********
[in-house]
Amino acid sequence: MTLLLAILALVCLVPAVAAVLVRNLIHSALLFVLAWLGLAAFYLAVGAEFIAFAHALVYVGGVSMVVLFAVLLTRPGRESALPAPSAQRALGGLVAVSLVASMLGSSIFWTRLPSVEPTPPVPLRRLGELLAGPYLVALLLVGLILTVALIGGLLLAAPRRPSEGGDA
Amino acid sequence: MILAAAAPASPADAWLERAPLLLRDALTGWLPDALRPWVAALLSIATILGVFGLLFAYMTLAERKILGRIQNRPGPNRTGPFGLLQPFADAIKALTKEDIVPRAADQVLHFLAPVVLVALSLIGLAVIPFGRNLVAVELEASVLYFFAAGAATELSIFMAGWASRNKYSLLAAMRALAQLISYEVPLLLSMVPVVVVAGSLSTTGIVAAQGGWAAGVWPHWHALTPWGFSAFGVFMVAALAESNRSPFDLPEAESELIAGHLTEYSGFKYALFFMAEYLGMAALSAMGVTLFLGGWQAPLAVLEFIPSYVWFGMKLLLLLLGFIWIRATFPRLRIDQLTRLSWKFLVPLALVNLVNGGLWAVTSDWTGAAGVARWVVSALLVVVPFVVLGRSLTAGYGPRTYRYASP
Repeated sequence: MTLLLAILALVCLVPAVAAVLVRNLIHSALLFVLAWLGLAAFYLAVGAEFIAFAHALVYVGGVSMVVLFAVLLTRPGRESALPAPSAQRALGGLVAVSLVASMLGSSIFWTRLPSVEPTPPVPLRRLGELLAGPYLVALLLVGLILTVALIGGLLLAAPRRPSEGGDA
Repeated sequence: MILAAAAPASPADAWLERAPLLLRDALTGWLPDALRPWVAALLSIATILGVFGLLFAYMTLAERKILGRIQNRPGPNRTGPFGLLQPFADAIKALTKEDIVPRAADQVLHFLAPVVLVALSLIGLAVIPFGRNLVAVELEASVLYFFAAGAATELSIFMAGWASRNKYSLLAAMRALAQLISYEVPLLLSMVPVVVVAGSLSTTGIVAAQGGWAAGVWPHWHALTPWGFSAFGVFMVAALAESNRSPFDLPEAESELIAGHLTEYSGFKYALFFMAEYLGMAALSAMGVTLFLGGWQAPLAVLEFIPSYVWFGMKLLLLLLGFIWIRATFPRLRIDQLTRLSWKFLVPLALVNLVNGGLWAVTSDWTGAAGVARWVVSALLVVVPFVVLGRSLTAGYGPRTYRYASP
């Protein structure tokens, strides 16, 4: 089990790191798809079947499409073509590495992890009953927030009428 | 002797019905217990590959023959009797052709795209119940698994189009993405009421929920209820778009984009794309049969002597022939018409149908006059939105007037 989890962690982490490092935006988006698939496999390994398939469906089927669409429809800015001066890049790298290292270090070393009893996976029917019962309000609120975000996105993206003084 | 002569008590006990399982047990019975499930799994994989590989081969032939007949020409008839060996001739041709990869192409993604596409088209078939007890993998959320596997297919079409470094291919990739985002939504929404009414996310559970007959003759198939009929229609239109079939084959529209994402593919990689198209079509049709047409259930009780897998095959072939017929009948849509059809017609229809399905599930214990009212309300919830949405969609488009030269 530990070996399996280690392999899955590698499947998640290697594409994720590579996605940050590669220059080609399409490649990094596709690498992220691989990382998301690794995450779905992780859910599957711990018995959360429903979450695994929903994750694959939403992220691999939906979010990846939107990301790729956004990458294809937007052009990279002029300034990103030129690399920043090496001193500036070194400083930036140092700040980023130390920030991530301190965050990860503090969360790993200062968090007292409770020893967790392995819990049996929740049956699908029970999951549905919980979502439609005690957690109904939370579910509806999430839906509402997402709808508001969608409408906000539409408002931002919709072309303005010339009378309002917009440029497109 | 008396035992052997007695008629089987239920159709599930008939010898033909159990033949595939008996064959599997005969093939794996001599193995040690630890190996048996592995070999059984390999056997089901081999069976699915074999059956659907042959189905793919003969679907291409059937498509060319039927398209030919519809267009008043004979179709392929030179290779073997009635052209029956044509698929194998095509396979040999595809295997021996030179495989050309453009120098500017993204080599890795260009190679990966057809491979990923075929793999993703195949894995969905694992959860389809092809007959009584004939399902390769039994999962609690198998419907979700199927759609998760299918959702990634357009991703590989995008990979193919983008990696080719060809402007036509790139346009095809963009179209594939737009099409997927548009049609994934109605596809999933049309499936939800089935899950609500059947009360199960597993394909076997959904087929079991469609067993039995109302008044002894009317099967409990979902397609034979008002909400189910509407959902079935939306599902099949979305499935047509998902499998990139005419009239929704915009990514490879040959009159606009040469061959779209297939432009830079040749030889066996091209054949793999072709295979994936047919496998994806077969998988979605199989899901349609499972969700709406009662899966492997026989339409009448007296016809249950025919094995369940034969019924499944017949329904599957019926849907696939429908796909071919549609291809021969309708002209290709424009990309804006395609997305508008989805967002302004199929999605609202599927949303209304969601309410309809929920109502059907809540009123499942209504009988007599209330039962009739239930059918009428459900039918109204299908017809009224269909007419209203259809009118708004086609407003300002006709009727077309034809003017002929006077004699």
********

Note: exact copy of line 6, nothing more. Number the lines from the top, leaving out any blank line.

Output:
């Protein structure tokens, strides 16, 4: 089990790191798809079947499409073509590495992890009953927030009428 | 002797019905217990590959023959009797052709795209119940698994189009993405009421929920209820778009984009794309049969002597022939018409149908006059939105007037 989890962690982490490092935006988006698939496999390994398939469906089927669409429809800015001066890049790298290292270090070393009893996976029917019962309000609120975000996105993206003084 | 002569008590006990399982047990019975499930799994994989590989081969032939007949020409008839060996001739041709990869192409993604596409088209078939007890993998959320596997297919079409470094291919990739985002939504929404009414996310559970007959003759198939009929229609239109079939084959529209994402593919990689198209079509049709047409259930009780897998095959072939017929009948849509059809017609229809399905599930214990009212309300919830949405969609488009030269 530990070996399996280690392999899955590698499947998640290697594409994720590579996605940050590669220059080609399409490649990094596709690498992220691989990382998301690794995450779905992780859910599957711990018995959360429903979450695994929903994750694959939403992220691999939906979010990846939107990301790729956004990458294809937007052009990279002029300034990103030129690399920043090496001193500036070194400083930036140092700040980023130390920030991530301190965050990860503090969360790993200062968090007292409770020893967790392995819990049996929740049956699908029970999951549905919980979502439609005690957690109904939370579910509806999430839906509402997402709808508001969608409408906000539409408002931002919709072309303005010339009378309002917009440029497109 | 008396035992052997007695008629089987239920159709599930008939010898033909159990033949595939008996064959599997005969093939794996001599193995040690630890190996048996592995070999059984390999056997089901081999069976699915074999059956659907042959189905793919003969679907291409059937498509060319039927398209030919519809267009008043004979179709392929030179290779073997009635052209029956044509698929194998095509396979040999595809295997021996030179495989050309453009120098500017993204080599890795260009190679990966057809491979990923075929793999993703195949894995969905694992959860389809092809007959009584004939399902390769039994999962609690198998419907979700199927759609998760299918959702990634357009991703590989995008990979193919983008990696080719060809402007036509790139346009095809963009179209594939737009099409997927548009049609994934109605596809999933049309499936939800089935899950609500059947009360199960597993394909076997959904087929079991469609067993039995109302008044002894009317099967409990979902397609034979008002909400189910509407959902079935939306599902099949979305499935047509998902499998990139005419009239929704915009990514490879040959009159606009040469061959779209297939432009830079040749030889066996091209054949793999072709295979994936047919496998994806077969998988979605199989899901349609499972969700709406009662899966492997026989339409009448007296016809249950025919094995369940034969019924499944017949329904599957019926849907696939429908796909071919549609291809021969309708002209290709424009990309804006395609997305508008989805967002302004199929999605609202599927949303209304969601309410309809929920109502059907809540009123499942209504009988007599209330039962009739239930059918009428459900039918109204299908017809009224269909007419209203259809009118708004086609407003300002006709009727077309034809003017002929006077004699």